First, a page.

movement in Britain for Kurdish self-determination and a Kurdish state. I
noted on the web recently a lengthy, intelligent and rather moving obituary
to John Lawrence by Mike Banda, which made me smile a bit, recalling the
possibly apocraphyl story about the blow-up in the SLL printshop during the
split in 1953, which is said to have included a very aggressive
confrontation between Lawrence and a very young Mike Banda in his then role
of Gerry Healy's favoured apprentice.)

In relation to East Timor, it's worth remember that at the time of the
declaration of independence in 1975, the rubric of the reactionary forces
was the explicit fear of a "little Cuba" in the middle of Indonesia, at a
time when the Indonesian masses were thoroughly ground down under the heel
of the Suharto junta with the full support of US and Australian imperialism.
This fear of a "little Cuba" was the basis of the rotten deal between the
Indonesian junta and the Australian ruling class.

The partition of India by British imperialism was a particularly barbaric
act because it split two major nationalities with a long and complex history
and culture, down the middle on the crudest religious lines: that is the
Punjabis and the Bengalis.

Both the Punjab and Bengal, despite their religious diversity, were real
nations, and the British fanned the religious tensions deliberately with a
policy of divide and rule, as they did in Ireland.

An examples of struggles for national self-determination or independence
that in my view is quite clearly worthy of support in the Leninist spirit is
that of the Tamil people in Sri Lanka, despite the fact that this struggle
implies the break-up of an ex-colonial state. I also view the struggle for
independence of the non-Muslim African tribal peoples in the southern Sudan
as entirely supportable.

That brings me to the break-up of the former Yugoslavia. There is no doubt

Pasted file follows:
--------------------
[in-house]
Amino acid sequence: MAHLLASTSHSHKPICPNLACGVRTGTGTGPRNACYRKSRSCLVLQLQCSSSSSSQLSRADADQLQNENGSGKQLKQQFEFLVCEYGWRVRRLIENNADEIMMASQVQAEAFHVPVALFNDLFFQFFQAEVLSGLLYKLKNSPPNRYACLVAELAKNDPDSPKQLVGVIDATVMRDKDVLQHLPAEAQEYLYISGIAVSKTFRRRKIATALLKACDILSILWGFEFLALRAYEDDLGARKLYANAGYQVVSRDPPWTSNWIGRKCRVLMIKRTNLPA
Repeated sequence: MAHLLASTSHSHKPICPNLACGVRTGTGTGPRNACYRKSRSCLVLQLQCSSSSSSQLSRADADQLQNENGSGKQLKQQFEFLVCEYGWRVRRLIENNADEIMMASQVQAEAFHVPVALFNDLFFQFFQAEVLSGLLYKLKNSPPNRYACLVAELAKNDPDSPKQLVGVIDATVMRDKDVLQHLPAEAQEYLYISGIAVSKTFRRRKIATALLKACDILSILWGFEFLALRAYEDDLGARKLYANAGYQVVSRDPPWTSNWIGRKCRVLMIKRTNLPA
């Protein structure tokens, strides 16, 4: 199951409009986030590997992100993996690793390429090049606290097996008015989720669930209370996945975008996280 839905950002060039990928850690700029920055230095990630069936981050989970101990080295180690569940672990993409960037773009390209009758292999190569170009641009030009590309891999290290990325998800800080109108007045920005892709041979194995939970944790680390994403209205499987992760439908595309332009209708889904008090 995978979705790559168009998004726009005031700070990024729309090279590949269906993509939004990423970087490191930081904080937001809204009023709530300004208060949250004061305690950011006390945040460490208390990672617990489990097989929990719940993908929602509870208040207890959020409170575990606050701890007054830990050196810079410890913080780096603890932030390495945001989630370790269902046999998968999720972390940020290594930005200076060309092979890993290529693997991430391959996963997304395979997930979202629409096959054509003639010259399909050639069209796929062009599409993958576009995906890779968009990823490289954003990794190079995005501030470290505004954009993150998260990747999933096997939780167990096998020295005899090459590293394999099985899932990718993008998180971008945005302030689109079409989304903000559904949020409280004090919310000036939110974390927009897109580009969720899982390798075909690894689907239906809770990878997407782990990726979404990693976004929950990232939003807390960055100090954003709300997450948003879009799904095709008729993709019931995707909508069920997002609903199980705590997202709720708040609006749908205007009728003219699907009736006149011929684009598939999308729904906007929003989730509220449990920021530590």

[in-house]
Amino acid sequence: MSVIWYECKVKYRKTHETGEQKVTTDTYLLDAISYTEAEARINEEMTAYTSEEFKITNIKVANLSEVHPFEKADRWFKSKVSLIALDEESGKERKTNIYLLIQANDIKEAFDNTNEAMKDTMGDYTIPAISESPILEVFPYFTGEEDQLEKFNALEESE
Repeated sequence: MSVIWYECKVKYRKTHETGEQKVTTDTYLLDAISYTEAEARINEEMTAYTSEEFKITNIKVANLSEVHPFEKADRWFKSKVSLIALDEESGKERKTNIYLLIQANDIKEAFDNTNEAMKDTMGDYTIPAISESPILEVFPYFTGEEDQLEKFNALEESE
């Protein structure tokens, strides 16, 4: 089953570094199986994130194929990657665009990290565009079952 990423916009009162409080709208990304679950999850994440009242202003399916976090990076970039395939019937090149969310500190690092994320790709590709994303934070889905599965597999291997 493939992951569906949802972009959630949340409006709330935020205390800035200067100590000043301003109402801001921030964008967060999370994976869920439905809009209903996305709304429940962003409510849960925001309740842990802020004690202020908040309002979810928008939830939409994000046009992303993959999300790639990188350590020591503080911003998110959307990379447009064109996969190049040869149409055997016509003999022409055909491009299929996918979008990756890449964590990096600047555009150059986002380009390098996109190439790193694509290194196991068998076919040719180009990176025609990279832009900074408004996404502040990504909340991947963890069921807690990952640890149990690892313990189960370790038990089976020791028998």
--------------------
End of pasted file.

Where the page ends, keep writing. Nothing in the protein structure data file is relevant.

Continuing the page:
that Western European imperialist states and the US have pursued their own
economic and political interests during the break-up of Yugoslavia. In my
view the NATO military assault on Serbia had to be opposed. Nevertheless,
once the old Yugoslavia had broken up, more or less by the mutual agreement
of all the nationalities involved, the long-term question became the right
of self-determination, and the necessity to sort out different and opposed
self-determinations on the most civilised basis possible.

It seems to me that the Bosnian Muslims have the right to
self-determination. It also seems to me that the Albanians in Kosovo,
Macedonia, the little bits of Serbia and Montenegro where Albanians
predominate and Albania proper, have the right to form a state together if
they wish. Romany, Serbian and other minorities should be protected in such
a state, but it seems fantastic to me for Marxists to oppose the general
idea of the Albanians having their own, larger state. The geopolitical
context in which such a development might take place is a separate question.

Addressing Nestor's point about the Malvinas, I think it's very important to
make a distinction between relict military bases of imperialism and real
colonies with nationalities inhabiting them. I support the unconditional
return of the Malvinas to Argentina, of Gibraltar to Spain and Ceuta and
Melilla to Morocco, and Guantanamo Bay to Cuba. The return of these places
does not violate an principle of national self-determination, but rather is
an act of national self-determination. These four or five places are
entities carved out by imperialism for mainly military purposes, and the
relict populations there are mainly remnants, in the case of Gibraltar, the
Malvinas and Guantanamo Bay, of military garrisons. I support the return of
these bits to their host countries on general anti-imperialist grounds.

The nature of this debate underlines the need for a careful study of these
questions, and it's from that point of view that I highly recommend Norm
Dixon's Links article, which people in the DSP tell me will be posted on the
Links website soon.

The over-riding, pressing political struggle that's faces us in the
foreseeable future is the general campaign against the world hegemon, US
imperialism. It seems to me, however, that to successfully defeat US
imperialism, even at the day-to-day strategic level, it's a great political
mistake to allow Bush to posture as the main defender of human rights and
national self-determination for small nations.

>From this point of view it is very important, therefore, to approach all
questions of national self-determination carefully, and the spirit of Lenin
and the early Bolsheviks is a pretty good introduction to the kind of
framework in which we should approach these questions.